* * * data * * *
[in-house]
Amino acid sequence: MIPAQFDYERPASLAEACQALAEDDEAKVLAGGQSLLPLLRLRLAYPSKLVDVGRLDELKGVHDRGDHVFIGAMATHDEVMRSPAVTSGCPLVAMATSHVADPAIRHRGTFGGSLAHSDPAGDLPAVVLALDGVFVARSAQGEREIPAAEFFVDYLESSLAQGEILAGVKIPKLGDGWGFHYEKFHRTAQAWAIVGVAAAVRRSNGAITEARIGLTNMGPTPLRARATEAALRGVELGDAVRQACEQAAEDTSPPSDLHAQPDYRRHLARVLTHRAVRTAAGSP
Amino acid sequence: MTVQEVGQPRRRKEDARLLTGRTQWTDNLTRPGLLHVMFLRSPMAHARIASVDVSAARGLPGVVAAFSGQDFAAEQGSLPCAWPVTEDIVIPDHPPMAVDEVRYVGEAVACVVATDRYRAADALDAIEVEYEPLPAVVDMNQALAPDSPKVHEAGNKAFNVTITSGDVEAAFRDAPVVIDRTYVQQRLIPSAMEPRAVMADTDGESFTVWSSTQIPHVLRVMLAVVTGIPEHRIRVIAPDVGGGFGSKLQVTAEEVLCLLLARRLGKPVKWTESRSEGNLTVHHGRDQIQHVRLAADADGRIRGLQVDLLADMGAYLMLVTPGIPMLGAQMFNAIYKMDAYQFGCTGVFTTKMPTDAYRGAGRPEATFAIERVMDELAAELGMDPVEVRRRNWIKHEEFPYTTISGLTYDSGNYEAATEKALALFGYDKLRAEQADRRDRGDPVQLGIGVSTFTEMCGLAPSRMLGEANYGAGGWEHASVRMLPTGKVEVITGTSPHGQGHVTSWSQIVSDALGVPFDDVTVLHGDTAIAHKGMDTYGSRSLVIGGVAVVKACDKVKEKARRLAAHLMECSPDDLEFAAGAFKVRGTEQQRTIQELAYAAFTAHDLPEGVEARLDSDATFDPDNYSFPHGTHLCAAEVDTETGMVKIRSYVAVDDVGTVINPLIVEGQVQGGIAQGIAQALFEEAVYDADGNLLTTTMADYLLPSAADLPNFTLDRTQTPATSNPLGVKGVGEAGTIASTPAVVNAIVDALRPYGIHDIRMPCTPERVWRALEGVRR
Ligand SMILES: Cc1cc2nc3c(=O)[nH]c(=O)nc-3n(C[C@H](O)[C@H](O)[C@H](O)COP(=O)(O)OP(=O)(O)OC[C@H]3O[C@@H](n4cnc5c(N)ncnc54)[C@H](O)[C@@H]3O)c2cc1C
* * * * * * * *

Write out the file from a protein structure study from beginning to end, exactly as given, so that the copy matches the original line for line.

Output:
[in-house]
Amino acid sequence: MIPAQFDYERPASLAEACQALAEDDEAKVLAGGQSLLPLLRLRLAYPSKLVDVGRLDELKGVHDRGDHVFIGAMATHDEVMRSPAVTSGCPLVAMATSHVADPAIRHRGTFGGSLAHSDPAGDLPAVVLALDGVFVARSAQGEREIPAAEFFVDYLESSLAQGEILAGVKIPKLGDGWGFHYEKFHRTAQAWAIVGVAAAVRRSNGAITEARIGLTNMGPTPLRARATEAALRGVELGDAVRQACEQAAEDTSPPSDLHAQPDYRRHLARVLTHRAVRTAAGSP
Amino acid sequence: MTVQEVGQPRRRKEDARLLTGRTQWTDNLTRPGLLHVMFLRSPMAHARIASVDVSAARGLPGVVAAFSGQDFAAEQGSLPCAWPVTEDIVIPDHPPMAVDEVRYVGEAVACVVATDRYRAADALDAIEVEYEPLPAVVDMNQALAPDSPKVHEAGNKAFNVTITSGDVEAAFRDAPVVIDRTYVQQRLIPSAMEPRAVMADTDGESFTVWSSTQIPHVLRVMLAVVTGIPEHRIRVIAPDVGGGFGSKLQVTAEEVLCLLLARRLGKPVKWTESRSEGNLTVHHGRDQIQHVRLAADADGRIRGLQVDLLADMGAYLMLVTPGIPMLGAQMFNAIYKMDAYQFGCTGVFTTKMPTDAYRGAGRPEATFAIERVMDELAAELGMDPVEVRRRNWIKHEEFPYTTISGLTYDSGNYEAATEKALALFGYDKLRAEQADRRDRGDPVQLGIGVSTFTEMCGLAPSRMLGEANYGAGGWEHASVRMLPTGKVEVITGTSPHGQGHVTSWSQIVSDALGVPFDDVTVLHGDTAIAHKGMDTYGSRSLVIGGVAVVKACDKVKEKARRLAAHLMECSPDDLEFAAGAFKVRGTEQQRTIQELAYAAFTAHDLPEGVEARLDSDATFDPDNYSFPHGTHLCAAEVDTETGMVKIRSYVAVDDVGTVINPLIVEGQVQGGIAQGIAQALFEEAVYDADGNLLTTTMADYLLPSAADLPNFTLDRTQTPATSNPLGVKGVGEAGTIASTPAVVNAIVDALRPYGIHDIRMPCTPERVWRALEGVRR
Ligand SMILES: Cc1cc2nc3c(=O)[nH]c(=O)nc-3n(C[C@H](O)[C@H](O)[C@H](O)COP(=O)(O)OP(=O)(O)OC[C@H]3O[C@@H](n4cnc5c(N)ncnc54)[C@H](O)[C@@H]3O)c2cc1C